washingtonpost.com  > Metro > Maryland > Government

Scouting D.C.'s New Team

By Alan Goldenbach
Washington Post Staff Writer
Thursday, April 21, 2005; Page PG31

It's not clear who will own the team or how good it will be. But for many in the Washington area, that doesn't matter. Baseball is back, and that's enough.

In case you hadn't heard, Major League Baseball moved the Montreal Expos to the District, and the newly christened Washington Nationals started playing this month at Robert F. Kennedy Memorial Stadium. It gives Washington a team for the first time since the Senators left after the 1971 season.

_____Maryland Government_____
In Md., Deaths and Hard Work Propelled Teen Driving Bills (The Washington Post, Apr 18, 2005)
Glitches and Hassles Can't Stifle Exuberance (The Washington Post, Apr 15, 2005)
Baseball Capital (The Washington Post, Apr 15, 2005)
'Monsieur N.' Comes Up Short (The Washington Post, Apr 15, 2005)
Full Report

The Nationals are coming off a 67-95 season in Montreal. Currently owned and operated by Major League Baseball, the Nationals are expected to be sold in the coming months. Details remain to be hammered out on a stadium planned for Southeast Washington. None of that has prevented the Nationals from generating a fervent fan base throughout the Washington region.

"I've been a hard-core fan all my life," said Don Plavnick, 60, who was born in the District and lives in Arlington. "People always said that baseball couldn't work in Washington, that the population was too transient. But it's a different city. It's not the Washington of old. It's twice the size. People are putting down roots. People have more pride in the city.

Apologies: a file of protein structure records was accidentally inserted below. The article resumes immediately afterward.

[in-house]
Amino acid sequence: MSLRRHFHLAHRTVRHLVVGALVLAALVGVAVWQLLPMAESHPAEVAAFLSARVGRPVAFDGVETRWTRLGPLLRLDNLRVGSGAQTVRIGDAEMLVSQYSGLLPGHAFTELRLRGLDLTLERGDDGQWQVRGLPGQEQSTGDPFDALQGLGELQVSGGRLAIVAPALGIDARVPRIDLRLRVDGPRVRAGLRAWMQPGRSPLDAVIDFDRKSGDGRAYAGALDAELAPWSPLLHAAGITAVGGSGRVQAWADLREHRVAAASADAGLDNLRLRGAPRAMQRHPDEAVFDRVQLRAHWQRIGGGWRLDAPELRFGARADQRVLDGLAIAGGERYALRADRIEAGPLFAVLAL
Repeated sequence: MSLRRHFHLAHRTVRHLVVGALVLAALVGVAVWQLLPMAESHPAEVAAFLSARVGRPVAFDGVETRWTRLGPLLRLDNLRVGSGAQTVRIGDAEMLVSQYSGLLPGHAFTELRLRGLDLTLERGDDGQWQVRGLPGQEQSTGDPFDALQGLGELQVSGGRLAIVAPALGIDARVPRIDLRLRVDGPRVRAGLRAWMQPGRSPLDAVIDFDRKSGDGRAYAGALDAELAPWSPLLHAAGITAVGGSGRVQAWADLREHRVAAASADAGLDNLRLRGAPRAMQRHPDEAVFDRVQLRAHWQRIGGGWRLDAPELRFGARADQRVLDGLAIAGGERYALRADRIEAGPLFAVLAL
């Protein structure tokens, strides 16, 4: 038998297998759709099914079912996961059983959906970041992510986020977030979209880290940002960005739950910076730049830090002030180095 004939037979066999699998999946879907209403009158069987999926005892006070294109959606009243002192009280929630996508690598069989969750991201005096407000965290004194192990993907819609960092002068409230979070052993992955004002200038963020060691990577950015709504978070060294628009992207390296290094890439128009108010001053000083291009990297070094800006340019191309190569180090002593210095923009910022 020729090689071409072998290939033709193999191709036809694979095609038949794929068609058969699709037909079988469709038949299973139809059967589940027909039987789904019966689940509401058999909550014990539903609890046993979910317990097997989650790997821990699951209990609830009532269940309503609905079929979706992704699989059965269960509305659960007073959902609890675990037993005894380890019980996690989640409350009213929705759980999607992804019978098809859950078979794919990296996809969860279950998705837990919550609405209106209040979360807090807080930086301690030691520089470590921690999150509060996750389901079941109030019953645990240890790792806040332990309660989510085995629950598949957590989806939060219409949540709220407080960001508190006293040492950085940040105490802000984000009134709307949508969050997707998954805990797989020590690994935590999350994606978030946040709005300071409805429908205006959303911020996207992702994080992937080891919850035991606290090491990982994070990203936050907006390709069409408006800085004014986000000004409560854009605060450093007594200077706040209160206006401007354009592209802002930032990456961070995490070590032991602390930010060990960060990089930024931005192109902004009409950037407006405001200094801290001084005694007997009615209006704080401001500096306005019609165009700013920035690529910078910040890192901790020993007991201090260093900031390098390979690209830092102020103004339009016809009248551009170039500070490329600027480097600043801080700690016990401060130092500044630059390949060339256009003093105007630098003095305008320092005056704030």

"It's the right time and the right mood for this city."

But is it the right team? Time will tell. After a new owner takes over, the Nationals -- if the new owner still chooses to call them that -- will begin to take shape and develop a personality.

Now, the team is stocked primarily with young, unproven players, along with a few recent, lesser-known free agent signees and a couple of veterans looking for their last chance to sustain a major league career.

"What you're getting is a team that's young and talented," said former Expos general manager Omar Minaya, who left the team in the offseason to go to the New York Mets. "There is a good nucleus of good veterans and good, young players. The nucleus is very strong. Now it's just a matter of building around it."


© 2005 The Washington Post Company